Blockchain distributed ledger technology, the tech behind Bitcoin, has the potential to improve ecommerce. These are early days, however. So early that many people don’t understand what a blockchain is and what it means for business. Let’s start with the basics, then look at some of the potential use-cases for ecommerce.
What is a blockchain?
A blockchain is a database “ledger” that cryptographically seals records of digital data or events in an immutable time-stamped chain. There are decentralized forms and centralized forms of blockchains.
Decentralized blockchains work best when there are many copies of the chain. Keepers of the chain (the network of computers that holds copies) must agree that a transaction has taken place before the transaction is committed to a block of transactions, stored on the chain. Decentralized forms of blockchain tend to be permission-less, meaning anyone can participate anonymously. Bitcoin is the most recognized application of a decentralized blockchain.
Centralized forms require knowledge of participants identity and a central organization stores the data. Ripple is an application of centralized blockchain technology. There are advantages and disadvantages to both systems.
In either form, participants can access and inspect the data store on a blockchain. However, no one can alter or delete information sealed in blocks on the chain. The ability for all parties to “see” into all transactions transparently makes blockchains ideal for areas of business in which third-party trust systems operate today.
Fundamentally, blockchains have the potential to make it easier and safer for enterprises to conduct business over the Internet. The inherent transparency that blockchains introduce can lead to:
- Cost reductions in payments
- Improved trust between customers and companies
- Supply chain efficiencies
- Fraud reduction
- Inverted advertising models
Thousands of companies, organizations and consulting firms around the globe are working to leverage blockchains to make industries work more efficiently and effectively.
Here are the top five areas to watch:
Traditional financial settlement systems that ensure the release of payments after goods or services delivery depend on time-consuming, expensive, manual processes prone to inaccuracy. While for consumers it appears that a credit card transaction is completed at the time of a sale, back office financial employees know that it can take weeks for final settlement before a merchant receives the money.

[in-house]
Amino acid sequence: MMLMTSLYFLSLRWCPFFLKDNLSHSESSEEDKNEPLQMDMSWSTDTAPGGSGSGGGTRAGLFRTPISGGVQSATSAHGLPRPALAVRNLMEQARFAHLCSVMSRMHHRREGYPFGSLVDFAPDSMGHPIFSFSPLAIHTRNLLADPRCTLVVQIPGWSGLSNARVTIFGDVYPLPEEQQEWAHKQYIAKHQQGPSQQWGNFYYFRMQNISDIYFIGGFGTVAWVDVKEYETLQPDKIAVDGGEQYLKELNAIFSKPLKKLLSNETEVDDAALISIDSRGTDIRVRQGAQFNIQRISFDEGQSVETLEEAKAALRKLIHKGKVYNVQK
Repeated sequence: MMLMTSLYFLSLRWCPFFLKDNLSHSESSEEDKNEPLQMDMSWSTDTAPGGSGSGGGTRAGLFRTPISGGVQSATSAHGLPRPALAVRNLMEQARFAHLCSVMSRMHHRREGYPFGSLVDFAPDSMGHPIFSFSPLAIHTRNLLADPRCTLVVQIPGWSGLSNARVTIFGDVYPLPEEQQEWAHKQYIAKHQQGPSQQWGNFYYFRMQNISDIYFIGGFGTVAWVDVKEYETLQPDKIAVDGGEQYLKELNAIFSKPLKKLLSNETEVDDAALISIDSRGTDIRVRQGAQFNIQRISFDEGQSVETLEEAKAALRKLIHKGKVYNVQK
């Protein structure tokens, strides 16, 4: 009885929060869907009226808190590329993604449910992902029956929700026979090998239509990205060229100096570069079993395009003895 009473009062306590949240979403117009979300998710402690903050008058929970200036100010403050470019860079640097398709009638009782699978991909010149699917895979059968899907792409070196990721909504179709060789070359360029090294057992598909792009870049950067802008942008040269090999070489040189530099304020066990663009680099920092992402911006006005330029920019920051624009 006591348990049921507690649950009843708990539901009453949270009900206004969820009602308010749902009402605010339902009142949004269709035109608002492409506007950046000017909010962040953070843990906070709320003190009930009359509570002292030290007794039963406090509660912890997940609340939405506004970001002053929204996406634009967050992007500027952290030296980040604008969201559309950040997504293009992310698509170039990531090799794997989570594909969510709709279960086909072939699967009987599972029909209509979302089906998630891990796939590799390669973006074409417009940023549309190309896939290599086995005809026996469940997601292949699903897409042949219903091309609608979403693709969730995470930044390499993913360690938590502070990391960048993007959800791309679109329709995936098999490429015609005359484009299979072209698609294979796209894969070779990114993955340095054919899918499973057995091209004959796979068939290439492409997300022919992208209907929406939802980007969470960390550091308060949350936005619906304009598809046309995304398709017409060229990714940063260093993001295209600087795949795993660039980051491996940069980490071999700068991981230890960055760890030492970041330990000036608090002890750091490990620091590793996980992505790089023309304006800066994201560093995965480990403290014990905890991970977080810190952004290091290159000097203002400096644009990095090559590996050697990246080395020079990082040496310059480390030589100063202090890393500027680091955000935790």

Blockchain-based currencies like Bitcoin, do not require third-party validation to make a transaction. A customer can send bitcoin or other accepted crypto coin to a merchant directly. After receiving confirmation from the blockchain’s network nodes, the transaction is complete, and the merchant receives the payment. The time it takes to complete a transaction is in the minutes, not weeks because verification is automated and secured through multiple confirmations.
Companies looking to reduce costs for back-end settlements and purchases using credit cards, PayPal or other third-parties can accept blockchain-based currency or credit.
Automating contract enforcement
Blockchains can also create “programmable” money, using a smart contract. A smart contract can be a simple agreement to pay for a good or service once certain conditions are met. They can facilitate the exchange of money, property, shares, or anything of value in a transparent, conflict-free way that circumvents the services of a middleman.
Smart contracts not only define the rules and penalties around an agreement in the same way that a traditional contract does, but they can also automatically enforce those obligations.
For example, suppose you buy a car direct from a manufacturer and that you can do this by paying a deposit through a blockchain based currency. You get a receipt from the manufacturer held in a virtual contract. The manufacturer sends you the car and a digital entry key by a specified date. If neither the key nor the car arrives by a specified time, then the blockchain releases a refund of the deposit you paid. If you do receive the car and unlock it by the specified time, then the blockchain releases full payment to the manufacturer.
The system works on if-then-else statements observable by hundreds of observers so you can expect a faultless delivery. If the manufacturer gives you the key, they are sure to be paid. Both conditions must be met for the contract to go through. If you send a certain amount in bitcoins, you receive the key. The contract automatically cancels after its expiration date and the code in the chain cannot be interfered with by you or the manufacturer without the other knowing since all participants are simultaneously alerted.